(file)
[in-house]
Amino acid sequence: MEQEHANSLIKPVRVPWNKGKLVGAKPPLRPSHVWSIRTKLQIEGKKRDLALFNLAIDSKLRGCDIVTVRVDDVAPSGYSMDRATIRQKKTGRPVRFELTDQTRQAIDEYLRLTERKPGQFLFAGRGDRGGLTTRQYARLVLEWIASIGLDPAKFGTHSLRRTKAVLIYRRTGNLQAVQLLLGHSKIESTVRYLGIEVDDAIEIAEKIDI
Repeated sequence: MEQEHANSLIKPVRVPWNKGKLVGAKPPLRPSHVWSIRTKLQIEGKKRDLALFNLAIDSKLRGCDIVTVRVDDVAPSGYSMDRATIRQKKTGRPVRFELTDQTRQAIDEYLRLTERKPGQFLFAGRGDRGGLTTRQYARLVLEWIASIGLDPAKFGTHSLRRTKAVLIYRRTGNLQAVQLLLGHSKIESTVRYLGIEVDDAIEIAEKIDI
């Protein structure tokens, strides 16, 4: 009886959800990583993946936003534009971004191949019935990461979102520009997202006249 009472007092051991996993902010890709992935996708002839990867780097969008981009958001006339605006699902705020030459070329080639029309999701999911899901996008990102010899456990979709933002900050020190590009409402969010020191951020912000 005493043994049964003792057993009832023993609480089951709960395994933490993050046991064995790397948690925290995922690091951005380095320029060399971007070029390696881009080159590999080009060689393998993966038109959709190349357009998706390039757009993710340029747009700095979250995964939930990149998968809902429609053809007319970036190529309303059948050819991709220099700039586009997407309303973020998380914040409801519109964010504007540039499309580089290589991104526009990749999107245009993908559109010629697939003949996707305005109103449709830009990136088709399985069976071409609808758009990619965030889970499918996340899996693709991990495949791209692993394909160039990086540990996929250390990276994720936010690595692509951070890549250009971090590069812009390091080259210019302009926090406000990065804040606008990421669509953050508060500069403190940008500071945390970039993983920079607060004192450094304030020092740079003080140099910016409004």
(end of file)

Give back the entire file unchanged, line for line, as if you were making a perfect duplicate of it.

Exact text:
[in-house]
Amino acid sequence: MEQEHANSLIKPVRVPWNKGKLVGAKPPLRPSHVWSIRTKLQIEGKKRDLALFNLAIDSKLRGCDIVTVRVDDVAPSGYSMDRATIRQKKTGRPVRFELTDQTRQAIDEYLRLTERKPGQFLFAGRGDRGGLTTRQYARLVLEWIASIGLDPAKFGTHSLRRTKAVLIYRRTGNLQAVQLLLGHSKIESTVRYLGIEVDDAIEIAEKIDI
Repeated sequence: MEQEHANSLIKPVRVPWNKGKLVGAKPPLRPSHVWSIRTKLQIEGKKRDLALFNLAIDSKLRGCDIVTVRVDDVAPSGYSMDRATIRQKKTGRPVRFELTDQTRQAIDEYLRLTERKPGQFLFAGRGDRGGLTTRQYARLVLEWIASIGLDPAKFGTHSLRRTKAVLIYRRTGNLQAVQLLLGHSKIESTVRYLGIEVDDAIEIAEKIDI
């Protein structure tokens, strides 16, 4: 009886959800990583993946936003534009971004191949019935990461979102520009997202006249 009472007092051991996993902010890709992935996708002839990867780097969008981009958001006339605006699902705020030459070329080639029309999701999911899901996008990102010899456990979709933002900050020190590009409402969010020191951020912000 005493043994049964003792057993009832023993609480089951709960395994933490993050046991064995790397948690925290995922690091951005380095320029060399971007070029390696881009080159590999080009060689393998993966038109959709190349357009998706390039757009993710340029747009700095979250995964939930990149998968809902429609053809007319970036190529309303059948050819991709220099700039586009997407309303973020998380914040409801519109964010504007540039499309580089290589991104526009990749999107245009993908559109010629697939003949996707305005109103449709830009990136088709399985069976071409609808758009990619965030889970499918996340899996693709991990495949791209692993394909160039990086540990996929250390990276994720936010690595692509951070890549250009971090590069812009390091080259210019302009926090406000990065804040606008990421669509953050508060500069403190940008500071945390970039993983920079607060004192450094304030020092740079003080140099910016409004």